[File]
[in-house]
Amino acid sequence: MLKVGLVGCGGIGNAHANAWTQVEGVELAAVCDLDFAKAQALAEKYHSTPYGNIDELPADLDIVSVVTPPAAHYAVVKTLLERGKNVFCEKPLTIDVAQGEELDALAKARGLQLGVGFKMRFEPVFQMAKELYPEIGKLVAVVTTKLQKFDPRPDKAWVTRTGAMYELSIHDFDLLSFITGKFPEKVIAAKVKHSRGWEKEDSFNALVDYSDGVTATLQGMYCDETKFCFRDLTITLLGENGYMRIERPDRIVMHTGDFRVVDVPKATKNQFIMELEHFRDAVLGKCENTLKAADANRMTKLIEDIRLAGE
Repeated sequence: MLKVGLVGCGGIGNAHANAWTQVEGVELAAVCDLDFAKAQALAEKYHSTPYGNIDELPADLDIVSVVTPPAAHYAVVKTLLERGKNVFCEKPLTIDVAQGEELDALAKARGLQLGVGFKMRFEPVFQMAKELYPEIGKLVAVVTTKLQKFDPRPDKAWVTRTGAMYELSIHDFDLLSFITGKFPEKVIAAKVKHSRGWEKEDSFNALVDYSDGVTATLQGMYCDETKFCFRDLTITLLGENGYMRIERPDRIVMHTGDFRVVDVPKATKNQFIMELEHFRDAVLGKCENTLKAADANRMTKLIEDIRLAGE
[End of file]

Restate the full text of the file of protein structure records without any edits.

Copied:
[in-house]
Amino acid sequence: MLKVGLVGCGGIGNAHANAWTQVEGVELAAVCDLDFAKAQALAEKYHSTPYGNIDELPADLDIVSVVTPPAAHYAVVKTLLERGKNVFCEKPLTIDVAQGEELDALAKARGLQLGVGFKMRFEPVFQMAKELYPEIGKLVAVVTTKLQKFDPRPDKAWVTRTGAMYELSIHDFDLLSFITGKFPEKVIAAKVKHSRGWEKEDSFNALVDYSDGVTATLQGMYCDETKFCFRDLTITLLGENGYMRIERPDRIVMHTGDFRVVDVPKATKNQFIMELEHFRDAVLGKCENTLKAADANRMTKLIEDIRLAGE
Repeated sequence: MLKVGLVGCGGIGNAHANAWTQVEGVELAAVCDLDFAKAQALAEKYHSTPYGNIDELPADLDIVSVVTPPAAHYAVVKTLLERGKNVFCEKPLTIDVAQGEELDALAKARGLQLGVGFKMRFEPVFQMAKELYPEIGKLVAVVTTKLQKFDPRPDKAWVTRTGAMYELSIHDFDLLSFITGKFPEKVIAAKVKHSRGWEKEDSFNALVDYSDGVTATLQGMYCDETKFCFRDLTITLLGENGYMRIERPDRIVMHTGDFRVVDVPKATKNQFIMELEHFRDAVLGKCENTLKAADANRMTKLIEDIRLAGE